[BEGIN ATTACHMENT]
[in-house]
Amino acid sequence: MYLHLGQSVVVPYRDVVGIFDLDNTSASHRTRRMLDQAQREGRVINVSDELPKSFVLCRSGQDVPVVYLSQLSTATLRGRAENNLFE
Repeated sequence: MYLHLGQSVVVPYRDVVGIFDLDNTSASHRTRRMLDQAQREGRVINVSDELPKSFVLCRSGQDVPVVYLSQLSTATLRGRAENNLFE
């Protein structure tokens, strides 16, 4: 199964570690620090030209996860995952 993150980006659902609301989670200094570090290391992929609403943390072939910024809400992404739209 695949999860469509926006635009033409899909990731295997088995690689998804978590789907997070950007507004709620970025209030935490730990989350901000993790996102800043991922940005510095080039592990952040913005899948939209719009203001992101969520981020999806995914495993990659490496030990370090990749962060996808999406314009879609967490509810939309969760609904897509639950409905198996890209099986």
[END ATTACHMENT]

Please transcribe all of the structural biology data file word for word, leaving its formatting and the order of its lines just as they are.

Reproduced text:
[in-house]
Amino acid sequence: MYLHLGQSVVVPYRDVVGIFDLDNTSASHRTRRMLDQAQREGRVINVSDELPKSFVLCRSGQDVPVVYLSQLSTATLRGRAENNLFE
Repeated sequence: MYLHLGQSVVVPYRDVVGIFDLDNTSASHRTRRMLDQAQREGRVINVSDELPKSFVLCRSGQDVPVVYLSQLSTATLRGRAENNLFE
């Protein structure tokens, strides 16, 4: 199964570690620090030209996860995952 993150980006659902609301989670200094570090290391992929609403943390072939910024809400992404739209 695949999860469509926006635009033409899909990731295997088995690689998804978590789907997070950007507004709620970025209030935490730990989350901000993790996102800043991922940005510095080039592990952040913005899948939209719009203001992101969520981020999806995914495993990659490496030990370090990749962060996808999406314009879609967490509810939309969760609904897509639950409905198996890209099986």